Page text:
Posted by: L. E. Barnes | March 10, 2011

And the Pontifical Yearbook Says…

So what’s the state of the Church these days? John Norton, writing for Our Sunday Visitor, shares the latest facts and figures, as per the 2010 “Pontifical Yearbook”:

Every year about this time, the Vatican releases a new version of the Annuario Pontificio (“pontifical yearbook”), which contains information about every diocese and bishop in the world; the main staff, members and consultors to all Vatican agencies and offices; summary information on every pontifically chartered religious order in the world; and more, including a list of all the popes and the dates of their reign, all the way back to St. Peter.

I’ve got a copy of the 2010 version on my desk (among other uses, it is our guide for official spellings of bishops’ names). It has a red cloth hardcover with gold letters, with a red ribbon dangling from between two of its 2,351 pages. For all of its girth, it is pretty small in its other dimensions; a missalette laid on its cover would completely hide it.

Because the book also lists the number of clergy, religious and laity in each Church territory, its unveiling is always an opportunity to check Catholicism’s global numbers.

This year’s data will likely come as no surprise, but the number of Catholics in the world; the number of seminarians, deacons, priests and bishops; and the number of dioceses all increased in 2009. One area of shrinkage noted was in the number of women in religious orders. No big surprise there, either.

The Vatican statistics show that at the end of 2009, the worldwide Catholic population stood at 1.181 billion, an increase of 15 million Catholics, or 1.3 percent. The global population growth rate is estimated at 1.2 percent, according to the World Bank.

The geographic distribution of Catholics is also shifting; most strikingly, while only 13.6 percent of the world’s people live in the Americas, 49.4 percent of all Catholics live there.

Number of bishops? In 2009, the Church added 63, for a total of 5,065.

Priests? Their number increased everywhere except Europe, to 410,593 worldwide. That’s growth of 1.34 percent. The Vatican said there’s been a steady growth in priests in the last decade.

Permanent deacons? Their number increased 2.5 percent, to 38,155 worldwide. The biggest growth rates were in Oceania and Asia (19 and 16 percent, respectively), but the Vatican said Europe and the Americas are still home to 98 percent of the world’s permanent deacons.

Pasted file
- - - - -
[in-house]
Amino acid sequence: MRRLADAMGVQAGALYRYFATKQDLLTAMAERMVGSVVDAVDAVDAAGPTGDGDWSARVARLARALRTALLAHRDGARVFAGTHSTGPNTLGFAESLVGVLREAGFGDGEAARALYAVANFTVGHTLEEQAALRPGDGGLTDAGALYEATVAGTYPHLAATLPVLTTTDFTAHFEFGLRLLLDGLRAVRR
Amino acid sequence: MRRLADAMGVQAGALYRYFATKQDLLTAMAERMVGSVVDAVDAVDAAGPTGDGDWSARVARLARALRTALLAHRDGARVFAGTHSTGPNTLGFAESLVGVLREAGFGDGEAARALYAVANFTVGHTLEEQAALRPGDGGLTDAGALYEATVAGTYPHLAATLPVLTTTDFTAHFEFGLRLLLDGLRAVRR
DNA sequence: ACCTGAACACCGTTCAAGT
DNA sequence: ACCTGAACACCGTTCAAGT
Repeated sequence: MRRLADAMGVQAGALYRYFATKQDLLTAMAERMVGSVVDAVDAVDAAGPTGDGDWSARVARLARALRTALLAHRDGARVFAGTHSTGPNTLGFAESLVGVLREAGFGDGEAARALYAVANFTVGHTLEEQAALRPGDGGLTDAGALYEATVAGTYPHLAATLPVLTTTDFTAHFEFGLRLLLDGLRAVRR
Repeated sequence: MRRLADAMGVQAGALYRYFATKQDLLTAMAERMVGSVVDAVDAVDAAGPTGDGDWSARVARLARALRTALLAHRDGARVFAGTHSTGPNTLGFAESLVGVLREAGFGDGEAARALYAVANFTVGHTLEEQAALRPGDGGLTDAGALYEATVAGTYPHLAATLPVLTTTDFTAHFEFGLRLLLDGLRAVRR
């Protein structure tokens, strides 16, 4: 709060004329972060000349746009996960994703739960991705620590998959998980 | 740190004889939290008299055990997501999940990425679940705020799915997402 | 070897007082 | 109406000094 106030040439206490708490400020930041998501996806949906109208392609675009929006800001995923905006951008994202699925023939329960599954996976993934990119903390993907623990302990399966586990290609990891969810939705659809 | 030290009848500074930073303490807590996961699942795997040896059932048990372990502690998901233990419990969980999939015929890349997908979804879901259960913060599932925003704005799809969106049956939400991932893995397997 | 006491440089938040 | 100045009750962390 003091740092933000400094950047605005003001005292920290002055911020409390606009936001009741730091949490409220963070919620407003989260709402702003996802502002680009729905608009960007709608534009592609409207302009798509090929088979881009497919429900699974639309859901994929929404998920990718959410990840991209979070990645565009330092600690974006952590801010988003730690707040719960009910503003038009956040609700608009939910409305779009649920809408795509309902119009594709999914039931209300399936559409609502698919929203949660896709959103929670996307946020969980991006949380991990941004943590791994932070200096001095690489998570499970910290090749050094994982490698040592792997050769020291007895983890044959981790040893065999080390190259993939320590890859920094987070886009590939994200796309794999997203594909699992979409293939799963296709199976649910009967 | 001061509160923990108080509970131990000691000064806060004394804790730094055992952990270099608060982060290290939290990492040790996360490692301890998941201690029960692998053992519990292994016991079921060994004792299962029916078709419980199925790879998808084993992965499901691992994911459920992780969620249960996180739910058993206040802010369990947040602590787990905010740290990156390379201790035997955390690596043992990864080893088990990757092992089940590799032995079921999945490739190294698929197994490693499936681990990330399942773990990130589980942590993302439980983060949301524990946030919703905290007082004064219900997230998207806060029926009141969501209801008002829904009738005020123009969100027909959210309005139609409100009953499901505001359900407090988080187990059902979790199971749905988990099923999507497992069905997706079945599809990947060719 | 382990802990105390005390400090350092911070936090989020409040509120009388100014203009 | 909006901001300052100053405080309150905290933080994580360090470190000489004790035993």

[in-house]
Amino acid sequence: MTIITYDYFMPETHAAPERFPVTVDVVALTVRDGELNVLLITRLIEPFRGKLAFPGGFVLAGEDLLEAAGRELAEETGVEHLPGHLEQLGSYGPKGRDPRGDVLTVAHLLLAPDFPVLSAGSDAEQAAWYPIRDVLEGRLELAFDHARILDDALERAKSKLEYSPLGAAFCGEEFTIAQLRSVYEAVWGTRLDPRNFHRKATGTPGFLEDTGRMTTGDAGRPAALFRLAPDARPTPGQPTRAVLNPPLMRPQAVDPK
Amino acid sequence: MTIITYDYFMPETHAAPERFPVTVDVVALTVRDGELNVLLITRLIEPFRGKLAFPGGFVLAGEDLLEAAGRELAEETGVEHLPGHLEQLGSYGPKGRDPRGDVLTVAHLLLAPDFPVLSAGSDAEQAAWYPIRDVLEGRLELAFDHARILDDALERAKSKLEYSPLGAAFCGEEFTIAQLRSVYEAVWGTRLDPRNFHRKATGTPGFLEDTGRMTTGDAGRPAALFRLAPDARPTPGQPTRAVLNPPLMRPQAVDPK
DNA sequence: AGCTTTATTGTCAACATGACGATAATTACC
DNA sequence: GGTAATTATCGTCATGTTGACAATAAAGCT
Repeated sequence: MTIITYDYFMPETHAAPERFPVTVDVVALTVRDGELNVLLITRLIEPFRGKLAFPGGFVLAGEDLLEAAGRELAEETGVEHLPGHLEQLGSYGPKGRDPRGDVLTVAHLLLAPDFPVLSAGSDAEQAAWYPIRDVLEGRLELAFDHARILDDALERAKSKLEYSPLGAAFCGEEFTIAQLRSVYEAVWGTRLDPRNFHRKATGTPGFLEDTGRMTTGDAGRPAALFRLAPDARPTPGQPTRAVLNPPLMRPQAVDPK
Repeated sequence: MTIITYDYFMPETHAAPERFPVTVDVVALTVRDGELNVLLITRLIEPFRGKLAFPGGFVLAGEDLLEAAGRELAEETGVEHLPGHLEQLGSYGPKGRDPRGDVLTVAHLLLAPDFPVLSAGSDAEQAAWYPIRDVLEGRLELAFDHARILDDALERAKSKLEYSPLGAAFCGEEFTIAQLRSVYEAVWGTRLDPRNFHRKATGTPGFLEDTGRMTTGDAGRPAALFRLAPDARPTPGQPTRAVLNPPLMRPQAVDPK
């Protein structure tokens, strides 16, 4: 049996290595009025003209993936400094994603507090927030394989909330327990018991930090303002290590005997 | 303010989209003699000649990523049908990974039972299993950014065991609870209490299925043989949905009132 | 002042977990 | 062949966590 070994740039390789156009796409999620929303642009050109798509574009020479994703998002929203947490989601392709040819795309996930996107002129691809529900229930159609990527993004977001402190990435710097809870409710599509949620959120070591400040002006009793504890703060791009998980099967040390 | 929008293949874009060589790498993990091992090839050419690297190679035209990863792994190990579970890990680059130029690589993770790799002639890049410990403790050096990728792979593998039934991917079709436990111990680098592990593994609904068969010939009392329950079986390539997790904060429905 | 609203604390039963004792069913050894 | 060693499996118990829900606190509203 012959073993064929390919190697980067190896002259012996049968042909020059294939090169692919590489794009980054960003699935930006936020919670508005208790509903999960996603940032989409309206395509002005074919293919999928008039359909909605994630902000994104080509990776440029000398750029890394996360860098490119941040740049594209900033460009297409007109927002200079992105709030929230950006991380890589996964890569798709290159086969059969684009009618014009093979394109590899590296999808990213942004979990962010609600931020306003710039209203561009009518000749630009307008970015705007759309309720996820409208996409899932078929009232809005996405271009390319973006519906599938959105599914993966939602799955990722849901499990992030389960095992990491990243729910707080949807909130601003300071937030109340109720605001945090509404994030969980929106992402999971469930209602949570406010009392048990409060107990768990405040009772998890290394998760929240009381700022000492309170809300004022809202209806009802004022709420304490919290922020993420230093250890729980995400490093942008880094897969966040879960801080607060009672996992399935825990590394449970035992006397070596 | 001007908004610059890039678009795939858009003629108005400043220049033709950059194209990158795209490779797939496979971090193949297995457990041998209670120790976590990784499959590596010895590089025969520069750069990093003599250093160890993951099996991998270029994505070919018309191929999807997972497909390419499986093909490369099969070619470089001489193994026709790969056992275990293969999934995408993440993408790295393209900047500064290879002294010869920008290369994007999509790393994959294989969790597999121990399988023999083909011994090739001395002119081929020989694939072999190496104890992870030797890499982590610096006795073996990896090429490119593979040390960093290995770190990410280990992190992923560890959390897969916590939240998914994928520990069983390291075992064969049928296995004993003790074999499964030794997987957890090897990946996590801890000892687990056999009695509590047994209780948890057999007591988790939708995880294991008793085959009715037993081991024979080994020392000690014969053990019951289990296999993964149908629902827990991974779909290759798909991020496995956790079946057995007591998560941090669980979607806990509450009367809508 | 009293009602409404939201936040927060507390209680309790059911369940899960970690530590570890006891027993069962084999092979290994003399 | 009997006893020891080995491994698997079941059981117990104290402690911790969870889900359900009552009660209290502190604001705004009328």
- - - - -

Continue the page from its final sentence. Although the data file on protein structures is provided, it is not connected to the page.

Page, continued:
Religious women? Despite continued growth in Asia and Africa, their global numbers fell by nearly 10,000 to 729,371.

Seminarians? The Vatican said their numbers grew by almost 1 percent, to 117,978 worldwide. But the center of growth is in Asia and Africa; the Americas saw a barely perceptible decline of seminarians by 0.17 percent.

A couple of last facts that you can wow your friends with at the next parish potluck: The pope created 10 new dioceses in 2010. In all there are 2,956 Church territories around the world.

I’m of course very glad to see that the Church is continuing to experience overall growth. One question I have, however, is what Mr. Norton means when he says no big surprise there” in reference to the decline in women religious. Why does he assume that such a thing is to be expected? (I’m just asking, not criticizing.) It’s not something I’ve looked into. Any ideas on that issue?

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Responses

  1. Many religious orders of women have a larger percentage above age 50 and they are not attracting vocations from the younger crowd. As the older ones die off, they are not being replaced. However, some newer founded religious communities have so many new applicants who are going on to their final professions that they are making new foundations – the more orthodox the order the more applicants. I personally expect in the next couple of years we will see an increase of religious women worldwide.

    • I’d heard that the more conservative/orthodox orders were attracting young women into their ranks, whereas the liberal ones were drying up. (Why can’t liberals put two and two together??) I hope the decline in women’s vocations will be turned around. They have contributions to make to the life of the Church too!

  2. It’s so interesting to see the way different people interpret things. The Vatican expects continued growth in the Church; others I have seen have said they expect a shrinkage in the Church, but that those who remain will be more faithful. Just interesting.

    • I’m glad to see continued net growth in the Church, though I’ve heard that the Pope himself remarked that the Church might need to get smaller (at least in the short term) to become more effective.

  3. I wonder how they define “Catholic”. My siblings were all baptized and confirmed. None of left the Church for another but my guess is that the last time most of them were in a church was for my mom’s funeral. Are they Catholic? What about the person who shows up at Christmas and Easter?

    As far as the women religious go, it’s hard to realize just how many of them there were years ago, just how many old women there are vs young, and that last bulge of women who entered in the late 50’s are dying off now–and in most communities there haven’t been subtantial numbers of new sisters in years.


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